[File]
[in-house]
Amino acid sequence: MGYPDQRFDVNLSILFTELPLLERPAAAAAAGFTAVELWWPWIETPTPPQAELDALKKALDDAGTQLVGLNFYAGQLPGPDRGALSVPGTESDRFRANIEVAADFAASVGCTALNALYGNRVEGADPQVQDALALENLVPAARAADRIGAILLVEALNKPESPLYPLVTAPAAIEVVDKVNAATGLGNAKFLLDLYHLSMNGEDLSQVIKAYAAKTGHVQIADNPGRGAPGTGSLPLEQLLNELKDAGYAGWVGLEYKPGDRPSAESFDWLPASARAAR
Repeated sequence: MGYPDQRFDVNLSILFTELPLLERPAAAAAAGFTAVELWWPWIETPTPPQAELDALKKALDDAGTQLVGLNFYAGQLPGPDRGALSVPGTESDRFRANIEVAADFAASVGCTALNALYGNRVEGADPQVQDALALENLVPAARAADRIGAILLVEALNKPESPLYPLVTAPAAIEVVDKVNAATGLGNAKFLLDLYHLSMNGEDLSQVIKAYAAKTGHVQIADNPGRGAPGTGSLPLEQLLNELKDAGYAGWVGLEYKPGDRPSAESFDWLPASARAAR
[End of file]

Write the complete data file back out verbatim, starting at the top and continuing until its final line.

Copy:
[in-house]
Amino acid sequence: MGYPDQRFDVNLSILFTELPLLERPAAAAAAGFTAVELWWPWIETPTPPQAELDALKKALDDAGTQLVGLNFYAGQLPGPDRGALSVPGTESDRFRANIEVAADFAASVGCTALNALYGNRVEGADPQVQDALALENLVPAARAADRIGAILLVEALNKPESPLYPLVTAPAAIEVVDKVNAATGLGNAKFLLDLYHLSMNGEDLSQVIKAYAAKTGHVQIADNPGRGAPGTGSLPLEQLLNELKDAGYAGWVGLEYKPGDRPSAESFDWLPASARAAR
Repeated sequence: MGYPDQRFDVNLSILFTELPLLERPAAAAAAGFTAVELWWPWIETPTPPQAELDALKKALDDAGTQLVGLNFYAGQLPGPDRGALSVPGTESDRFRANIEVAADFAASVGCTALNALYGNRVEGADPQVQDALALENLVPAARAADRIGAILLVEALNKPESPLYPLVTAPAAIEVVDKVNAATGLGNAKFLLDLYHLSMNGEDLSQVIKAYAAKTGHVQIADNPGRGAPGTGSLPLEQLLNELKDAGYAGWVGLEYKPGDRPSAESFDWLPASARAAR